Tau Tupua: The Spirits. Rob George, Toa Taiha, Vela Manusuate.
25th July – 30th August. Fresh Gallery Otara.
The exhibition Tau Tupua: The Spirits featured the work of Robert George, Toa Taiha and Vela Manusuate. When I first heard about this exhibition from a colleague I decided instantly that it was one I had to see. Unlike many contemporary exhibitions where the conceptual framing of the show can be read in a very broad way, this show had a specific focus.In 1915 during the first world war 150 Niuean men joined the New Zealand’s Maori contingent to serve in Egypt and France.”Tau Tupua: The Spirits honors war sacrifice of Niuean leaders, growers and fisherman”.
The first work you see when entering the gallery is Spades (2014) By Toa Taihia. Shovels sit stoically on plinths at different heights and have been sanded down to create traditional Polynesian patterns along the plane of the objects. The transformation of the shovel is both striking in its beauty and symbolic of the Niuean soldiers role in Egypt which was to dig trenches for the NZ battalion. I see the work not only acting as a memorial for the fallen soldiers but also a commentary on pacific men who continue to work in labour industry today. “The shovel heads highlight how Niuean soldiers did not fight or kill, but were uses as a labour force to dig trenches. The series celebrates the tool’s utility and tells stories about how it was used. But it also questions those who regard manual work as unskilled and low of value.” (Taihia, 2014).
On the left hand side of the gallery on a black wall sits three monitors displaying interviews with elders from the Niuean community, each sharing his or her story about what they remember from the war. Although the interviews are simple the sharing of stories is important as it would be a first for many who enter the gallery to have heard any thing about the Niuean contribution to the war. Black curtains are the entry point to the moving image work of Robert George Tonight I am the Winter Winds (2014). The room is dark instantly creating a sense of quite and stillness in ones self while watching the moving image that is projected onto three screens all at different intervals of the film. An abstract narrative filmed underwater that I concluded to be a love story plays out as we witness young soldier, slowly falling his arm reaching for the surface. The image changes to a young woman in a white dress and then to two hands reaching for each other. The imagery is beautiful in its sadness as the artist talks about not only the fallen soldiers but the loved ones they left behind and the sorrow it creates.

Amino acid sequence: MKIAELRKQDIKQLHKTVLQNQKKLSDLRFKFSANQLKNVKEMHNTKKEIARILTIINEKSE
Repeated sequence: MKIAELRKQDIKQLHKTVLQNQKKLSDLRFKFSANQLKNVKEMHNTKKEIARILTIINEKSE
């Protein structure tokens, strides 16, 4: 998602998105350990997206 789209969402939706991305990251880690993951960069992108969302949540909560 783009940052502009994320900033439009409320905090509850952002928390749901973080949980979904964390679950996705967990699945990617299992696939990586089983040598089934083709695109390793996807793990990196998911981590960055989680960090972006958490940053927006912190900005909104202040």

Although not obviously visible in the gallery Vela Manusaute’s contribution to the show is significant, his chosen medium words. Enclosed in a little book which guests can take away are poems, essay and an excerpt of Vela’s new play (which is a work in progress) Savage Warriors. Like the other works in the show the book is dedicated to acknowledging the Niuean soldiers as heroes that should not be forgotten. There is also a strong search for answers in the texts, an attempt to understand why the young men would want volunteer to fight in someone else’s war and for a country that was not their own which is very clear in the poem Calling Home “A war they never understood, a war no one understood. Today were still trying to find out why they went.” Tau Tupua: The Spirits is an exhibition that has a lot of essence. The work of Toa Taihia, Robert George and Vela Manusaute create a space to discover and reflect lost stories and is an example of the ways in which we can use the arts to let a voice be heard.
Photo credit: Fresh Gallery Otara